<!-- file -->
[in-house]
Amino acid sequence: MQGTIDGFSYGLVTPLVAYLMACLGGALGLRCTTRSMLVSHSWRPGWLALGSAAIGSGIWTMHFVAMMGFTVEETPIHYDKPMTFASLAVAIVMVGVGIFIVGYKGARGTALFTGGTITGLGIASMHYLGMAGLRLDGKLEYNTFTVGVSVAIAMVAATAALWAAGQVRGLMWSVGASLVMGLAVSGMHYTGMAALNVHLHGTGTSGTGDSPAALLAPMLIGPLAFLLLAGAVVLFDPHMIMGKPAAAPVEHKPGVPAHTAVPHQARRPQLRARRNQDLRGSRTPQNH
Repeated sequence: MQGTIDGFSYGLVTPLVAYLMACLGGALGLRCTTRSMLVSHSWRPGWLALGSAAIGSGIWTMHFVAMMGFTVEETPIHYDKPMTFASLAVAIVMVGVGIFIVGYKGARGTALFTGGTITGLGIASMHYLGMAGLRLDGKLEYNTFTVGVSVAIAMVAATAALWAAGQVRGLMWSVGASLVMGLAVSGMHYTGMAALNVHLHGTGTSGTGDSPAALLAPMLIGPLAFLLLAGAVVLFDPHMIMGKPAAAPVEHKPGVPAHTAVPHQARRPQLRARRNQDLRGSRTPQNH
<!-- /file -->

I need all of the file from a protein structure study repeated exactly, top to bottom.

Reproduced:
[in-house]
Amino acid sequence: MQGTIDGFSYGLVTPLVAYLMACLGGALGLRCTTRSMLVSHSWRPGWLALGSAAIGSGIWTMHFVAMMGFTVEETPIHYDKPMTFASLAVAIVMVGVGIFIVGYKGARGTALFTGGTITGLGIASMHYLGMAGLRLDGKLEYNTFTVGVSVAIAMVAATAALWAAGQVRGLMWSVGASLVMGLAVSGMHYTGMAALNVHLHGTGTSGTGDSPAALLAPMLIGPLAFLLLAGAVVLFDPHMIMGKPAAAPVEHKPGVPAHTAVPHQARRPQLRARRNQDLRGSRTPQNH
Repeated sequence: MQGTIDGFSYGLVTPLVAYLMACLGGALGLRCTTRSMLVSHSWRPGWLALGSAAIGSGIWTMHFVAMMGFTVEETPIHYDKPMTFASLAVAIVMVGVGIFIVGYKGARGTALFTGGTITGLGIASMHYLGMAGLRLDGKLEYNTFTVGVSVAIAMVAATAALWAAGQVRGLMWSVGASLVMGLAVSGMHYTGMAALNVHLHGTGTSGTGDSPAALLAPMLIGPLAFLLLAGAVVLFDPHMIMGKPAAAPVEHKPGVPAHTAVPHQARRPQLRARRNQDLRGSRTPQNH